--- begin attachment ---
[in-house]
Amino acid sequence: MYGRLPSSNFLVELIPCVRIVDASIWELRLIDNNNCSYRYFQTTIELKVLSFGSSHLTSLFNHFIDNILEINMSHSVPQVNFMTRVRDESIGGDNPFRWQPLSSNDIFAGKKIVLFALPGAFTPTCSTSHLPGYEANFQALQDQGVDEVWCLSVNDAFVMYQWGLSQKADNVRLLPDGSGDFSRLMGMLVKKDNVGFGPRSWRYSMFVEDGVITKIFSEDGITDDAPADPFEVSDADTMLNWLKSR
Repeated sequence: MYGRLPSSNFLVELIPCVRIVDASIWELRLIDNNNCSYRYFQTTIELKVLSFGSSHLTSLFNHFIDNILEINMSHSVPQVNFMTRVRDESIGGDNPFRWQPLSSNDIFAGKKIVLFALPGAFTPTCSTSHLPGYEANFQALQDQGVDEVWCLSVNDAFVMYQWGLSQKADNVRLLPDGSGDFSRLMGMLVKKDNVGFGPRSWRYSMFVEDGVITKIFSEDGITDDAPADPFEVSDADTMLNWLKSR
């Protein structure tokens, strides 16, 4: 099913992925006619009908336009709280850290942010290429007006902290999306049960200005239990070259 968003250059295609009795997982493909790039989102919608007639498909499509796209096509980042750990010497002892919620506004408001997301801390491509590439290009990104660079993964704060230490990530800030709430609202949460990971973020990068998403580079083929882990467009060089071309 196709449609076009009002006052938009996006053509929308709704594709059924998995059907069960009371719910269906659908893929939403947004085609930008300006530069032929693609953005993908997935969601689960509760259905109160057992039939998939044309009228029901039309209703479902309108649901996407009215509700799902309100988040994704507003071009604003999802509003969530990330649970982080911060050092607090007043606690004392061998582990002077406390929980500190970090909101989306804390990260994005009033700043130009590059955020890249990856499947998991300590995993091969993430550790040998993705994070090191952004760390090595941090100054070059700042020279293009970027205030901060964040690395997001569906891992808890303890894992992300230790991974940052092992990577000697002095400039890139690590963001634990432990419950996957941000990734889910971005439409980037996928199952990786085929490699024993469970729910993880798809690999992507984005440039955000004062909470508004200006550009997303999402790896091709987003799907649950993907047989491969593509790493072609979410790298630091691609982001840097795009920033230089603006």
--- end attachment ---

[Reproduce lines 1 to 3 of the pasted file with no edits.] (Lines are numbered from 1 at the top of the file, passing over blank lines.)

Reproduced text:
[in-house]
Amino acid sequence: MYGRLPSSNFLVELIPCVRIVDASIWELRLIDNNNCSYRYFQTTIELKVLSFGSSHLTSLFNHFIDNILEINMSHSVPQVNFMTRVRDESIGGDNPFRWQPLSSNDIFAGKKIVLFALPGAFTPTCSTSHLPGYEANFQALQDQGVDEVWCLSVNDAFVMYQWGLSQKADNVRLLPDGSGDFSRLMGMLVKKDNVGFGPRSWRYSMFVEDGVITKIFSEDGITDDAPADPFEVSDADTMLNWLKSR
Repeated sequence: MYGRLPSSNFLVELIPCVRIVDASIWELRLIDNNNCSYRYFQTTIELKVLSFGSSHLTSLFNHFIDNILEINMSHSVPQVNFMTRVRDESIGGDNPFRWQPLSSNDIFAGKKIVLFALPGAFTPTCSTSHLPGYEANFQALQDQGVDEVWCLSVNDAFVMYQWGLSQKADNVRLLPDGSGDFSRLMGMLVKKDNVGFGPRSWRYSMFVEDGVITKIFSEDGITDDAPADPFEVSDADTMLNWLKSR